This post is brought to you by Chase — a strong supporter of TRANS4M Boyle Heights, a program that provides multiple social services that address Boyle Heights’ particular needs. Learn more here.
While some kids are at goofing off at camp or watching re-runs this summer, a group of teens in Los Angeles are reinventing their neighborhood with the help of iPads.
They’re taking part in a new Digital Storytelling class and the first assignment – run as a contest – is to see who comes up with the best ideas for transforming Boyle Heights. This East Los Angeles neighborhood, described by singer will.i.am who grew up there as a “wasteland” is also home to one of the youngest populations in the city.
Helping these 65 ninth-graders get a leg up on college is the mission for this new summer school, the first offering of the Trans4m Boyle Heights Initiative. The project is backed by a $7 million, three-year commitment from Chase and lead by will.i.am. His charity, i.am angel foundation, and College Track, co-founded by Laurene Powell Jobs, are teaming up for the project.
Cult of Mac checked back in with Enrique Legaspi, a history teacher at the Los Angeles Unified School District and co-site director at i.am College Track Boyle Heights.
“We had an excellent day showcasing the power of partnerships with CHASE volunteers,” he said. “We kicked-off the Digital Storytelling contest after brainstorming in small groups about the concept ‘TRANS4M Boyle Heights.’ It was an excellent sharing session with everyone to start building the digital stories.”
Legaspi, who has embraced tech as a teaching tool, becoming a YouTube Star Teacher and Google Certified Teacher, has launched himself whole-heartedly into this month long summer learning adventure, which also includes math and English skills.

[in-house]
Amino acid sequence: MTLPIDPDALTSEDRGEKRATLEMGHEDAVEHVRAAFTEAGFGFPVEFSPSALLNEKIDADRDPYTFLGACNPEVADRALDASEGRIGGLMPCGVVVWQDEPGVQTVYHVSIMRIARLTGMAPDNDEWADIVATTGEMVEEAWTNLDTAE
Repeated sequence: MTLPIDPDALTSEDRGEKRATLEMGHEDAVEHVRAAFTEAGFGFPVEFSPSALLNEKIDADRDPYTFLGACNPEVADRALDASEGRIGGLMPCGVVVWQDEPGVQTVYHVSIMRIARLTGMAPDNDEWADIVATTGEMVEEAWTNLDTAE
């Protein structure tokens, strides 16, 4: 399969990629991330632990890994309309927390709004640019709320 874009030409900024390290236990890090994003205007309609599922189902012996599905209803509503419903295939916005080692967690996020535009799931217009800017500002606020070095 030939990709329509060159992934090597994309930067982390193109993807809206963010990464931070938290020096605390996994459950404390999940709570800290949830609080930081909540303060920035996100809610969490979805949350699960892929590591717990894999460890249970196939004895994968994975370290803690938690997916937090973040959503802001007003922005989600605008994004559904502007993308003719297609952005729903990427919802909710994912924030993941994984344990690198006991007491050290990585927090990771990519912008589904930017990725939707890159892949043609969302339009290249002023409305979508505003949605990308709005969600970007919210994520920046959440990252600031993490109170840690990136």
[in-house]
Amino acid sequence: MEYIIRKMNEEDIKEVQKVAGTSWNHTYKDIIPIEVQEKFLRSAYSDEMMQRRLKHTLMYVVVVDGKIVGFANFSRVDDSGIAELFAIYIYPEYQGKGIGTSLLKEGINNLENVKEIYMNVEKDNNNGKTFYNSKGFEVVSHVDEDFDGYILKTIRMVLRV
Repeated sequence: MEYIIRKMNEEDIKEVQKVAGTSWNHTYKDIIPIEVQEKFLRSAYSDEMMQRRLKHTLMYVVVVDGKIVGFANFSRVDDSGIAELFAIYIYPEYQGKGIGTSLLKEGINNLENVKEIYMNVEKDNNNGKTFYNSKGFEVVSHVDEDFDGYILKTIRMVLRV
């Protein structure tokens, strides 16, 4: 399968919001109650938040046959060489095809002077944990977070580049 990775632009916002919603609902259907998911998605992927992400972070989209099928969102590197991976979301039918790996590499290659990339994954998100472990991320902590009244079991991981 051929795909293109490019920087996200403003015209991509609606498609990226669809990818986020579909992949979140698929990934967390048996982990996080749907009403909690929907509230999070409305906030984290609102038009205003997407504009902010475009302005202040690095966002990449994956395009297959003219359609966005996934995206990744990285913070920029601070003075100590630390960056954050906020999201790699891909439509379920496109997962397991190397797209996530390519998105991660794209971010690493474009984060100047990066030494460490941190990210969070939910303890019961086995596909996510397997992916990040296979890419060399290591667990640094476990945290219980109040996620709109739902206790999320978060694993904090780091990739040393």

He underlined, however, that the iPads and MacBook Airs and Canon cameras the kids are using for the storytelling course are more than just fun and games for the students, most of whom have smartphones but not personal computers. All tablets aren’t created equal, he says, noting that the 10 donated HP touchscreen tablets are collecting dust in his classroom because the vertical screens make them awkward to use.
“The Apple ecosystem makes it easy, but it’s more than just apptivities,” he said, noting that some apps like Songify and Fotopedia pique the interest of students. “We want them to understand that these are power tools not luxury pieces and that they can take them and make their dreams a reality.”
Apple’s role in the innovative project may have particular resonance for Laurene Powell Jobs. Powell Jobs co-founded College Track, one of the partners in TRANS4M Boyle Heights.
She became aware of the problems facing kids when Carlos Watson, a friend from graduate school, recruited her to act as a volunteer college counselor in 1995. While tutoring at an East Paolo Alto high school, she discovered that “most students who were hungry for information and eager to attend college had not taken the classes needed to qualify for admission to a California state university.”
So Powell Jobs and Watson designed College Track, a comprehensive after-school program to help meet those needs. College Track has also given a boost to kids in its centers in East Palo Alto, Oakland, San Francisco, New Orleans and Aurora, Colorado.
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